By the numbers
Sorority selection program explained
Published: Thursday, April 25, 2013
Updated: Thursday, April 25, 2013 20:04
It’s a numbers game.
The arcane Release Figure Method (RFM), the system used to sort prospective sorority members, was explained by developer Laura Malley-Schmitt last Friday evening.
Adopted by the National Panhellenic Conference in 2003, it is used on nearly 450 college campuses.
“It’s been a large reason why sorority life has grown by leaps and bounds in North America,” Malley-Schmitt said of RFM.
Instead of the law of averages, RFM claims to use algorithms to maximize options for sorority members and organizations. “Flex lists,” or base lists of prospective new members, are used to sort women into their preferred organizations. There’s a “plus list,” in case a sorority does not perform as well as expected in recruiting new members. For example, if sorority “Alpha” wanted to extend a bid to a woman who will also receive a bid from sorority “Beta,” her first choice, sorority Alpha would be able to offer a bid to someone else instead.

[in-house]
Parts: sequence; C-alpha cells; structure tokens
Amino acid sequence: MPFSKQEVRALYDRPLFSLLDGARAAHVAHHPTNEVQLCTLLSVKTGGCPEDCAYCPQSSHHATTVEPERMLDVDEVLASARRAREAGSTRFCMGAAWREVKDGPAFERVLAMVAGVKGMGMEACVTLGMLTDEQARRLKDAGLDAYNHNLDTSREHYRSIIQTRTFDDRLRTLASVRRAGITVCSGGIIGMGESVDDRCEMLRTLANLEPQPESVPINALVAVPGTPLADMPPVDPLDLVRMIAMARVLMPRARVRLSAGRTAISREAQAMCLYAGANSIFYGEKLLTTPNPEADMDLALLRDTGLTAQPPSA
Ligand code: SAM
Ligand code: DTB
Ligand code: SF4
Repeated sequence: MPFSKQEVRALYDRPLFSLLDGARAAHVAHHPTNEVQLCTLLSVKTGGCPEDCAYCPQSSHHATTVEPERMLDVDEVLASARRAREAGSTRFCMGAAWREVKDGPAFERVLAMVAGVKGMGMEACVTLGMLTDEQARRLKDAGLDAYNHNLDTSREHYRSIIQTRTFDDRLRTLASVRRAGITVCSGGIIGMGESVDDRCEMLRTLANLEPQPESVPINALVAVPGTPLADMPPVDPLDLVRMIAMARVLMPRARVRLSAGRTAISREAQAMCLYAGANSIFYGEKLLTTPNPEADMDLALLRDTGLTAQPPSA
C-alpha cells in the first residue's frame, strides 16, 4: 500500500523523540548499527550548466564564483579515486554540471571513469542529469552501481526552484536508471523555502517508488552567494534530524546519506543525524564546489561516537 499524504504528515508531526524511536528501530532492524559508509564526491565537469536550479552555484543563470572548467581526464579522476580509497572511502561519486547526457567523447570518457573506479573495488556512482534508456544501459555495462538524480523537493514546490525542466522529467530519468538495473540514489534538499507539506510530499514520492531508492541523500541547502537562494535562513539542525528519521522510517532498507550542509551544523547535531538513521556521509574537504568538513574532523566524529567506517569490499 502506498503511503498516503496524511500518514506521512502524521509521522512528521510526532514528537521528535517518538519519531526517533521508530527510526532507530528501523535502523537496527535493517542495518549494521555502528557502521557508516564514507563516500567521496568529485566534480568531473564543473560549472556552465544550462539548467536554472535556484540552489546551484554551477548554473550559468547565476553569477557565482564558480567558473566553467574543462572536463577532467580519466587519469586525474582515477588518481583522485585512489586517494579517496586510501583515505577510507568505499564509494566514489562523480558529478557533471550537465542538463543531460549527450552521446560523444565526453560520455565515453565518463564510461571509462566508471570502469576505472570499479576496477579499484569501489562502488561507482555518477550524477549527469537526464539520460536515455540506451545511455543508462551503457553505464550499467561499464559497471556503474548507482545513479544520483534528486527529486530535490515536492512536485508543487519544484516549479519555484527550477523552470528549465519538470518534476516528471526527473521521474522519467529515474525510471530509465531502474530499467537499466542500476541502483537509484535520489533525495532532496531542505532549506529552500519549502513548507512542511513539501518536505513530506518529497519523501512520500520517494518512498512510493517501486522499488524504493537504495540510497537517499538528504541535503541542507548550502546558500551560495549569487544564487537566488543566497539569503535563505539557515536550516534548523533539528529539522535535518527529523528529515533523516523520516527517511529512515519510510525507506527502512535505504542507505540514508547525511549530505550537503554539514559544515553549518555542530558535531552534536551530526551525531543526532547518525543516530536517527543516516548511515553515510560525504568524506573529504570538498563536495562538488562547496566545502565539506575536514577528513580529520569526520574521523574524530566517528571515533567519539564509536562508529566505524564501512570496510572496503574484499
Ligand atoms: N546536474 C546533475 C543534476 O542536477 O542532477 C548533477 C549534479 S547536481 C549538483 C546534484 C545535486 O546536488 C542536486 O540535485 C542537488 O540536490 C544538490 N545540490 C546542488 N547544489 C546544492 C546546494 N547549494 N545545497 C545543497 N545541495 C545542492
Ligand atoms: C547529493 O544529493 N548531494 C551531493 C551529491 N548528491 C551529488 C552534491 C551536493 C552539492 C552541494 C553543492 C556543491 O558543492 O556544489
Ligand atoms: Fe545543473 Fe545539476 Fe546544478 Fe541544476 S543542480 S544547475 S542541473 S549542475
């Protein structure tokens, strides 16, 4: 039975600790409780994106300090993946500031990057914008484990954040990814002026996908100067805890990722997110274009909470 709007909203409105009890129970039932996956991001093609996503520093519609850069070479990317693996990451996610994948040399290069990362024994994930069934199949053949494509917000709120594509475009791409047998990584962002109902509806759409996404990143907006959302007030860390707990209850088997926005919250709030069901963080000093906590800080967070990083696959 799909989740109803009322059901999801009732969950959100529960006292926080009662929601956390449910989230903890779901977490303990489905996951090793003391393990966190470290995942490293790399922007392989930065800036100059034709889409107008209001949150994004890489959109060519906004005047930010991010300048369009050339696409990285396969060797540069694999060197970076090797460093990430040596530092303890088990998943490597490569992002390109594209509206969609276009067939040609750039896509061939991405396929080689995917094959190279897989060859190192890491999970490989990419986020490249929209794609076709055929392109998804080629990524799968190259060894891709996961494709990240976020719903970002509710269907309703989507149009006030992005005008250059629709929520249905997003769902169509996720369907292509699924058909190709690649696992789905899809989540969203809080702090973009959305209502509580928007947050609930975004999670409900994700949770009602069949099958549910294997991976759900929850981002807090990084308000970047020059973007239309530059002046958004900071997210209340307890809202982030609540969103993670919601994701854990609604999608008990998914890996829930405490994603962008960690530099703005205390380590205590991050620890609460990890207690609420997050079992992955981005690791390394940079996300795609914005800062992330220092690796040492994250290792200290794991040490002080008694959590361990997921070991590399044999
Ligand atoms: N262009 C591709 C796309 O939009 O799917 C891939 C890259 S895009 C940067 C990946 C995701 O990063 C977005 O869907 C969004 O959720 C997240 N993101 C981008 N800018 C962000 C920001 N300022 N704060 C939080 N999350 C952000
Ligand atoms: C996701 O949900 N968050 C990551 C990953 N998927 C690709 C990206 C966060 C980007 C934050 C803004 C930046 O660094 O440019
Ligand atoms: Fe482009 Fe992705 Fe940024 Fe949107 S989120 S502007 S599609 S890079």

Director of Lafayette Fraternity and Sorority Life Stuart Umberger compared flex lists to fantasy football drafts and games of solitaire. “If it doesn’t match, I can put it back in the deck,” Umberger said.
If a woman and a sorority do not match up – due to GPA discrepancies or that the two parties do not prefer one another – both have secondary options.
Plus lists allow sororities to delve into a “free agent pool” should women whom they wanted end up preferring other sororities.
“This was an attempt for sororities to work collaboratively with each other,” Malley-Schmitt said of the system. The NPC mandates that organizations on a certain college campus must have roughly equal members. RFM, Malley-Schmitt says, provides parity.
For fall 2012 sorority recruitment, 88 percent of Lafayette women got into their first choice sorority while 5 percent got into their second choice.
“This is life, mutual selection is a two-way process,” Umberger said.